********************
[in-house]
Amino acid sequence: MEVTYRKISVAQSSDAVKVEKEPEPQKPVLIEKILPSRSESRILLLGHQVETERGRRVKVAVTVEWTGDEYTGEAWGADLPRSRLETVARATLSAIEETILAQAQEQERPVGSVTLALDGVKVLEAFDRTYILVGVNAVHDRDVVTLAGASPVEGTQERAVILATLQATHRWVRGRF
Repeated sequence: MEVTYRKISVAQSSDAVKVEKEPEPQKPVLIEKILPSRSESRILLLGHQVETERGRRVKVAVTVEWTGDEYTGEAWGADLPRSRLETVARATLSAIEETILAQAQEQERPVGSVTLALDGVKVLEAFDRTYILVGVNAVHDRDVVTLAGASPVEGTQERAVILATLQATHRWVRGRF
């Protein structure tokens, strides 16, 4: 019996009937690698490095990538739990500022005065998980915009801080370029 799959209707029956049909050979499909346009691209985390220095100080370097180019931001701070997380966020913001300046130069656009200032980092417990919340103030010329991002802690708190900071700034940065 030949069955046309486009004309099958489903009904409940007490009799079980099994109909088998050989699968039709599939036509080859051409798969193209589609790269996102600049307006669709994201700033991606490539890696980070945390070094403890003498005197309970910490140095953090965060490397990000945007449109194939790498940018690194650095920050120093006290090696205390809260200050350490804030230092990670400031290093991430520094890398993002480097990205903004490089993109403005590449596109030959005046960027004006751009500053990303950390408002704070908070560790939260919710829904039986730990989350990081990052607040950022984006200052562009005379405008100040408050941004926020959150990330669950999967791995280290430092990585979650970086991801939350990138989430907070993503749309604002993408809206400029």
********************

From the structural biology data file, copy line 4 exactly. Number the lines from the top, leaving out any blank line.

């Protein structure tokens, strides 16, 4: 019996009937690698490095990538739990500022005065998980915009801080370029 799959209707029956049909050979499909346009691209985390220095100080370097180019931001701070997380966020913001300046130069656009200032980092417990919340103030010329991002802690708190900071700034940065 030949069955046309486009004309099958489903009904409940007490009799079980099994109909088998050989699968039709599939036509080859051409798969193209589609790269996102600049307006669709994201700033991606490539890696980070945390070094403890003498005197309970910490140095953090965060490397990000945007449109194939790498940018690194650095920050120093006290090696205390809260200050350490804030230092990670400031290093991430520094890398993002480097990205903004490089993109403005590449596109030959005046960027004006751009500053990303950390408002704070908070560790939260919710829904039986730990989350990081990052607040950022984006200052562009005379405008100040408050941004926020959150990330669950999967791995280290430092990585979650970086991801939350990138989430907070993503749309604002993408809206400029």